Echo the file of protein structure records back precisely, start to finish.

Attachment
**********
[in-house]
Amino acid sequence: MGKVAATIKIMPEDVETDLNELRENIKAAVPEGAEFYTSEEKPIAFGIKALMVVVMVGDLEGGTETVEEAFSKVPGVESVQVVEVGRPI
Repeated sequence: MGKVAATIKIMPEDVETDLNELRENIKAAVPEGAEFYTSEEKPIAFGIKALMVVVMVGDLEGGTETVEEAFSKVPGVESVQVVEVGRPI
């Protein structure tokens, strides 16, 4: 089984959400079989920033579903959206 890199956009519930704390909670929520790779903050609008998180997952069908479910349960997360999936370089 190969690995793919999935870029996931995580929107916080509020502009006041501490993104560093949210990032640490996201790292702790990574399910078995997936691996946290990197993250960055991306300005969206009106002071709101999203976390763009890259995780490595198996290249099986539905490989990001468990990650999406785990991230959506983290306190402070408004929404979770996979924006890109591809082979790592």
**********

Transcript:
[in-house]
Amino acid sequence: MGKVAATIKIMPEDVETDLNELRENIKAAVPEGAEFYTSEEKPIAFGIKALMVVVMVGDLEGGTETVEEAFSKVPGVESVQVVEVGRPI
Repeated sequence: MGKVAATIKIMPEDVETDLNELRENIKAAVPEGAEFYTSEEKPIAFGIKALMVVVMVGDLEGGTETVEEAFSKVPGVESVQVVEVGRPI
């Protein structure tokens, strides 16, 4: 089984959400079989920033579903959206 890199956009519930704390909670929520790779903050609008998180997952069908479910349960997360999936370089 190969690995793919999935870029996931995580929107916080509020502009006041501490993104560093949210990032640490996201790292702790990574399910078995997936691996946290990197993250960055991306300005969206009106002071709101999203976390763009890259995780490595198996290249099986539905490989990001468990990650999406785990991230959506983290306190402070408004929404979770996979924006890109591809082979790592």